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Diabetic Drug 'Cure' claim
Oct 24, 2006

Hi Dr Bob

Firstly, want to say thanks for your fantastic and insightful replies on here .... you're a true inspiration! OK, enough of the sucking up (so to speak :)! I read an article on the net about an existing diabetic drug which may lead to a cure for hiv (at the following link) http://www.actions-traitements.org/spip.php?breve2607

Have you heard anything about this? The report sounds suspiciously sensational but if even some of it is true, sounds promising, no?

Hope you can reply.

p.s Not only are you God damn clever but you ooze sex appeal .... if only I lived in the US!!!

p.p.s Noticed you organise piano recitals to raise money for your wonderful foundation. I'm a professional concert pianist who would love to offer my services (as a pianist of course!) and frequently perform in the US. Let me know if you'd like more info...

D xx (UK)

Response from Dr. Frascino

Hi Dxx (UK) Pianist,

Generally speaking, when reports sound "suspiciously sensational," they often are too good to be true. Whether that is the case with this "potential cure" is difficult to say, because the article gives so little information.

From what I can surmise from the report, this mystery cure hasn't even been tested in cell culture yet and the first human trials are not even expected until 2007. I'm assuming this article is translated from French and perhaps something got "lost in translation." I do speak French (sort of), so I tried to locate the original French reference, but wound up in a very entertaining and visually stimulating site for Têtu. (Hmmm . . . talk about "oozing sex appeal!") At any rate, my best guess is that this article may relate to "siRNA" ("RNA silencing"). It's an immune-based therapy we have been evaluating for about a year or so. I'll reprint some basic information about the therapy below. Stay tuned and I promise to keep you posted on this and other promising therapies as the information becomes available.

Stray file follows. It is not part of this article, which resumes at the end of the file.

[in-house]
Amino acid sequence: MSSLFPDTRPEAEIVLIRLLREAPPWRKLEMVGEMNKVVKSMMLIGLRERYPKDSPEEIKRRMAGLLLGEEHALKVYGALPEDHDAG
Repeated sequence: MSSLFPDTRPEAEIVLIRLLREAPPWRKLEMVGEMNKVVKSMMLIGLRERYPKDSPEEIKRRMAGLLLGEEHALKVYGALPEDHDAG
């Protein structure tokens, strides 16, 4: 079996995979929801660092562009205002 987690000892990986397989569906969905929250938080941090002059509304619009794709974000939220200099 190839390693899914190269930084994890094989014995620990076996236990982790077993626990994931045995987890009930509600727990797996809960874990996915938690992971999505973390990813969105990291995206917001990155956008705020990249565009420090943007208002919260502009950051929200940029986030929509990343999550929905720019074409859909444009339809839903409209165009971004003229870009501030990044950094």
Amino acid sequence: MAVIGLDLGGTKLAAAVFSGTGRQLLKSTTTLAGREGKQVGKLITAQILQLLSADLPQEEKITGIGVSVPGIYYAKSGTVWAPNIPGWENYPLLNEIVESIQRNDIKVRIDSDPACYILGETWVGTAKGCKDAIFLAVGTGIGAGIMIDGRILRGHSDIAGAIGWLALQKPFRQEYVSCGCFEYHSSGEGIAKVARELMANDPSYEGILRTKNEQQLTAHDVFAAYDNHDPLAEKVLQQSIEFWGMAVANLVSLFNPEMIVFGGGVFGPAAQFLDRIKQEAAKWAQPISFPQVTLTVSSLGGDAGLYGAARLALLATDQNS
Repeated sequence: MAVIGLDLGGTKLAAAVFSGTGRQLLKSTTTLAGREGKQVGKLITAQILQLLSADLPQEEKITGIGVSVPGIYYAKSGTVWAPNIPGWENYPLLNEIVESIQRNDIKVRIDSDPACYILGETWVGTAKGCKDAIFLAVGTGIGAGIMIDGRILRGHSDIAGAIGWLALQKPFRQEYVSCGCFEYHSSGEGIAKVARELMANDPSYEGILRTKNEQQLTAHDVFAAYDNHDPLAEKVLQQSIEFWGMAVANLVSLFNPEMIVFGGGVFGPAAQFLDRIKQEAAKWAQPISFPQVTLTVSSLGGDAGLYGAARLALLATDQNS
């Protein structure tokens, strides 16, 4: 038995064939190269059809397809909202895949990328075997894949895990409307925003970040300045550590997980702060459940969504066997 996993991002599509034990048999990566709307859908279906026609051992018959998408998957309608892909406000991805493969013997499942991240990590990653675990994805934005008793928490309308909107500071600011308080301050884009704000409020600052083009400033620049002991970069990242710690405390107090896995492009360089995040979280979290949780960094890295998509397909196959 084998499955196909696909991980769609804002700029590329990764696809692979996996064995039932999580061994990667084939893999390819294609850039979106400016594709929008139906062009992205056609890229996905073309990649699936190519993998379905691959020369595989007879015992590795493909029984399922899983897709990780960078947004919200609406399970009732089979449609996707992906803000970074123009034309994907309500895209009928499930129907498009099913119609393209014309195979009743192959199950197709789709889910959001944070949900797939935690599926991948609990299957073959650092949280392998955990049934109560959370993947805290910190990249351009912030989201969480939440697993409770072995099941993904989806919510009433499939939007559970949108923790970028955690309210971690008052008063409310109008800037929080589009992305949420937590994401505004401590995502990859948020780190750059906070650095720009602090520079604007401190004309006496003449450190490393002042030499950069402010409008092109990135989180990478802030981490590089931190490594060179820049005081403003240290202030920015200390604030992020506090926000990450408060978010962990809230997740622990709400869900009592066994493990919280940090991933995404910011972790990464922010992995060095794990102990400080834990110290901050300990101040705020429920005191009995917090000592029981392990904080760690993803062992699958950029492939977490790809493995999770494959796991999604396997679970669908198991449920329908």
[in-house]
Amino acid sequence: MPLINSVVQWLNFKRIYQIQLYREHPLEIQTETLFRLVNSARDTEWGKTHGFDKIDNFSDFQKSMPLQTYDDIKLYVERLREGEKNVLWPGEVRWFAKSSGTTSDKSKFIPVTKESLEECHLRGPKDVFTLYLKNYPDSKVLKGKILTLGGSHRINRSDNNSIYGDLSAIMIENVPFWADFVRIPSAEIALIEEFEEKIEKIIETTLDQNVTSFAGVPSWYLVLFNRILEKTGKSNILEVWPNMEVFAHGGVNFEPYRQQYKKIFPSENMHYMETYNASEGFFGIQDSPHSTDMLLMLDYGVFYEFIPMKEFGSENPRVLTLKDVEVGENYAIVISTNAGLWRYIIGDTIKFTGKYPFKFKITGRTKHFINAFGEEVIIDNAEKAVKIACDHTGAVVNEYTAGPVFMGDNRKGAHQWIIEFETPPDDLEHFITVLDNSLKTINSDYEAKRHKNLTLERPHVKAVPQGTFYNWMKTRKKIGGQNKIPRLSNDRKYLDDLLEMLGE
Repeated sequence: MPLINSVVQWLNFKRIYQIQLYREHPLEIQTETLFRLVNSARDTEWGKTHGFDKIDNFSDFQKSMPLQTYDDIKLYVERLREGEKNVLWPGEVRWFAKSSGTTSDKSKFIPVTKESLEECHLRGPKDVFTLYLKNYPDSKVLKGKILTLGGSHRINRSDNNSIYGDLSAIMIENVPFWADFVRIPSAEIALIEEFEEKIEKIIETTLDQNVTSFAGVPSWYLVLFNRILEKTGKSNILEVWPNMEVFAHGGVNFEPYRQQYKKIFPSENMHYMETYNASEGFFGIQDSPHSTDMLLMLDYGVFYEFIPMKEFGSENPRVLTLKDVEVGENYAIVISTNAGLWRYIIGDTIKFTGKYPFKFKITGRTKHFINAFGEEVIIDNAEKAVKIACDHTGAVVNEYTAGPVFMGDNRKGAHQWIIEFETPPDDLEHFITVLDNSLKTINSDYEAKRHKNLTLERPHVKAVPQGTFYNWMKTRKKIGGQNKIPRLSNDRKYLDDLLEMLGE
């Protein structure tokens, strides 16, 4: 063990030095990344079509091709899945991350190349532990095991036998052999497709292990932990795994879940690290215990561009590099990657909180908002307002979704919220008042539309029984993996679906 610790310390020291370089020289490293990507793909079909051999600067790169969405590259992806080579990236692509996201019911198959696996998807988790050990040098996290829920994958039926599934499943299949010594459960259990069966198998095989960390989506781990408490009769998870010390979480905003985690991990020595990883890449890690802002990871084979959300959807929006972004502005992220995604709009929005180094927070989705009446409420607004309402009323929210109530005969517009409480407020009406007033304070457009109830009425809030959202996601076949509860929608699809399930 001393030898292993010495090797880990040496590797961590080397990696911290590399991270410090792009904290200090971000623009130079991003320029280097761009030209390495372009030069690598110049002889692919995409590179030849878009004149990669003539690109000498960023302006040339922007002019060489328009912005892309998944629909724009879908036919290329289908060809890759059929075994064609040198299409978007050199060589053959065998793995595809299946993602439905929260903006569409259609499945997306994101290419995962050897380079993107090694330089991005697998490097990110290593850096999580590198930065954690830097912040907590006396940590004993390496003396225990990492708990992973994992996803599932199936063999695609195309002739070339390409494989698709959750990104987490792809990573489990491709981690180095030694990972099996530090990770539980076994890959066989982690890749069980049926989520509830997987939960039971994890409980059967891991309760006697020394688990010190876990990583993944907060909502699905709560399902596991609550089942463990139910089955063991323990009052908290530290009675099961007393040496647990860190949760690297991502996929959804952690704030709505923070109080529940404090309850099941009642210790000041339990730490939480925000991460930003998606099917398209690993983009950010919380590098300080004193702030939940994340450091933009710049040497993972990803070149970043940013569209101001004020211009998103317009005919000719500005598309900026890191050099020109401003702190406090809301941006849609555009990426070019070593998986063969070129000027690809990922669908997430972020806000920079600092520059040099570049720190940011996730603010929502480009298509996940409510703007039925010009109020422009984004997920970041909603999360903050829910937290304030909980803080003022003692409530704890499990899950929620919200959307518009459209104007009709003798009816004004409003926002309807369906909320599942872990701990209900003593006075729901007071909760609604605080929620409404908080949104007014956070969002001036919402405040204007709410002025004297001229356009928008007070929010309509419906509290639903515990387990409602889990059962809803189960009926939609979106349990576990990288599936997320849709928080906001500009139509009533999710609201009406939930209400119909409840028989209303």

Next, thanks for your kind (and oh so flattering) comments. I'll bet you say that to all the cyber sex-perts, don't you?!?

Regarding piano, yes! I'm a classically trained pianist and along with my partner Steve (Dr. Steve, the expert on The Body's Tratamientos Forum) have given a series of benefit concerts for HIV/AIDS called "A Concerted Effort." To date we have raised well over $1,000,000 for AIDS service organizations worldwide (www.concertedeffort.org). We have collaborated with a number of concert artists and are always on the lookout for further collaborators. We would certainly like to hear more about your "services" (whatever they may be). You can send the information to the Foundation via email at frascinoaidsfound@sbcglobal.net or snail mail at:

The Robert James Frascino AIDS Foundation 1000 Fremont Ave., Suite 145 Los Altos, CA 94024

Be well. Stay well. Practice hard (so to speak).

Dr. Bob

Human Cells Can "Silence" HIV Genes

May 19, 2005